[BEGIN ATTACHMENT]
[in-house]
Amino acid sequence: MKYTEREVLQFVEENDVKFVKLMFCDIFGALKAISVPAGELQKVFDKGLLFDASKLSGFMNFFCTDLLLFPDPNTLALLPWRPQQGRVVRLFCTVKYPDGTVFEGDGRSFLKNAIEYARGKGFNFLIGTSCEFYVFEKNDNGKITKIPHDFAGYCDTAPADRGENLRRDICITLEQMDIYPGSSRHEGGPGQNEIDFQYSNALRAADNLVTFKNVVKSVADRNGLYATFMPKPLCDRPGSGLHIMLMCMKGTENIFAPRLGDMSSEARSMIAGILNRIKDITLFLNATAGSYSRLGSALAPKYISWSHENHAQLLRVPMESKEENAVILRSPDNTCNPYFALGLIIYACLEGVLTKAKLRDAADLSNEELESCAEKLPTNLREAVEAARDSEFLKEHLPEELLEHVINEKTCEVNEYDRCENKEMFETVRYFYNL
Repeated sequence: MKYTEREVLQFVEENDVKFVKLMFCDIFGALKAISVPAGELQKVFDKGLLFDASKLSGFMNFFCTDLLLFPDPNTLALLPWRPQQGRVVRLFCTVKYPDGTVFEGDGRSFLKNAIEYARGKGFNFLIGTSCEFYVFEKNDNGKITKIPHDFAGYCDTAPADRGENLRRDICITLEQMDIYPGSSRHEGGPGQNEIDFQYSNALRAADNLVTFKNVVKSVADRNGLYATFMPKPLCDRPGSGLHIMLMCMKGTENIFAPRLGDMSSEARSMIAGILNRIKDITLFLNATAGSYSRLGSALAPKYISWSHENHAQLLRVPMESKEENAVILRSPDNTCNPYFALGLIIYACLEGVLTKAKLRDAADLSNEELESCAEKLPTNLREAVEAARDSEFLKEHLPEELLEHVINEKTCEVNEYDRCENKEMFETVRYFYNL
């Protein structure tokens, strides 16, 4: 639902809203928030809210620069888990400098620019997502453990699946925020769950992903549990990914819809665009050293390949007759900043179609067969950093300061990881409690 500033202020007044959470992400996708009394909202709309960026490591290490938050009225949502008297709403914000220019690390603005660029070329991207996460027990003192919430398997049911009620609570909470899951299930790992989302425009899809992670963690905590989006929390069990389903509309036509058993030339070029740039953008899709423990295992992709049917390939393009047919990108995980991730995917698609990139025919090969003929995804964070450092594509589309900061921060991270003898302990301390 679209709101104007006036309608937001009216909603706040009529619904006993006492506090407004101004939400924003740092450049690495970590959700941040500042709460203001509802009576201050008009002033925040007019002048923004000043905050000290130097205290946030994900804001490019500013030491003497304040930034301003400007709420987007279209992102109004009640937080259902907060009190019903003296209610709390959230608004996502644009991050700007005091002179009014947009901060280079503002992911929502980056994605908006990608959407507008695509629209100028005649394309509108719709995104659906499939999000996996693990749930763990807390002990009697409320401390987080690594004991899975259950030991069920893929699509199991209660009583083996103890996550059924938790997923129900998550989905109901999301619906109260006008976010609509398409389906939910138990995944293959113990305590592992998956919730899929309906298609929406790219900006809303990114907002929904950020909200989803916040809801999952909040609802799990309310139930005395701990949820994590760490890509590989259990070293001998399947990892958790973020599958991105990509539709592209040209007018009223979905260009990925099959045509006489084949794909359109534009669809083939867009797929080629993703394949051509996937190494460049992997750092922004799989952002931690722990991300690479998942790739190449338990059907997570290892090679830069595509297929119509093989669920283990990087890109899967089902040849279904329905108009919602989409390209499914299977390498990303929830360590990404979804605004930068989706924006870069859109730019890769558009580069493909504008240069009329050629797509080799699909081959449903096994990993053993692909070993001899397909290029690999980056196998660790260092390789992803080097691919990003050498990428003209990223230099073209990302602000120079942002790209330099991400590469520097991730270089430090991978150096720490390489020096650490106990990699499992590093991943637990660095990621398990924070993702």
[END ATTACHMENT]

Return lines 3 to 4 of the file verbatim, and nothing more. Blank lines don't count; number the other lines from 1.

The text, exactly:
Repeated sequence: MKYTEREVLQFVEENDVKFVKLMFCDIFGALKAISVPAGELQKVFDKGLLFDASKLSGFMNFFCTDLLLFPDPNTLALLPWRPQQGRVVRLFCTVKYPDGTVFEGDGRSFLKNAIEYARGKGFNFLIGTSCEFYVFEKNDNGKITKIPHDFAGYCDTAPADRGENLRRDICITLEQMDIYPGSSRHEGGPGQNEIDFQYSNALRAADNLVTFKNVVKSVADRNGLYATFMPKPLCDRPGSGLHIMLMCMKGTENIFAPRLGDMSSEARSMIAGILNRIKDITLFLNATAGSYSRLGSALAPKYISWSHENHAQLLRVPMESKEENAVILRSPDNTCNPYFALGLIIYACLEGVLTKAKLRDAADLSNEELESCAEKLPTNLREAVEAARDSEFLKEHLPEELLEHVINEKTCEVNEYDRCENKEMFETVRYFYNL
């Protein structure tokens, strides 16, 4: 639902809203928030809210620069888990400098620019997502453990699946925020769950992903549990990914819809665009050293390949007759900043179609067969950093300061990881409690 500033202020007044959470992400996708009394909202709309960026490591290490938050009225949502008297709403914000220019690390603005660029070329991207996460027990003192919430398997049911009620609570909470899951299930790992989302425009899809992670963690905590989006929390069990389903509309036509058993030339070029740039953008899709423990295992992709049917390939393009047919990108995980991730995917698609990139025919090969003929995804964070450092594509589309900061921060991270003898302990301390 679209709101104007006036309608937001009216909603706040009529619904006993006492506090407004101004939400924003740092450049690495970590959700941040500042709460203001509802009576201050008009002033925040007019002048923004000043905050000290130097205290946030994900804001490019500013030491003497304040930034301003400007709420987007279209992102109004009640937080259902907060009190019903003296209610709390959230608004996502644009991050700007005091002179009014947009901060280079503002992911929502980056994605908006990608959407507008695509629209100028005649394309509108719709995104659906499939999000996996693990749930763990807390002990009697409320401390987080690594004991899975259950030991069920893929699509199991209660009583083996103890996550059924938790997923129900998550989905109901999301619906109260006008976010609509398409389906939910138990995944293959113990305590592992998956919730899929309906298609929406790219900006809303990114907002929904950020909200989803916040809801999952909040609802799990309310139930005395701990949820994590760490890509590989259990070293001998399947990892958790973020599958991105990509539709592209040209007018009223979905260009990925099959045509006489084949794909359109534009669809083939867009797929080629993703394949051509996937190494460049992997750092922004799989952002931690722990991300690479998942790739190449338990059907997570290892090679830069595509297929119509093989669920283990990087890109899967089902040849279904329905108009919602989409390209499914299977390498990303929830360590990404979804605004930068989706924006870069859109730019890769558009580069493909504008240069009329050629797509080799699909081959449903096994990993053993692909070993001899397909290029690999980056196998660790260092390789992803080097691919990003050498990428003209990223230099073209990302602000120079942002790209330099991400590469520097991730270089430090991978150096720490390489020096650490106990990699499992590093991943637990660095990621398990924070993702």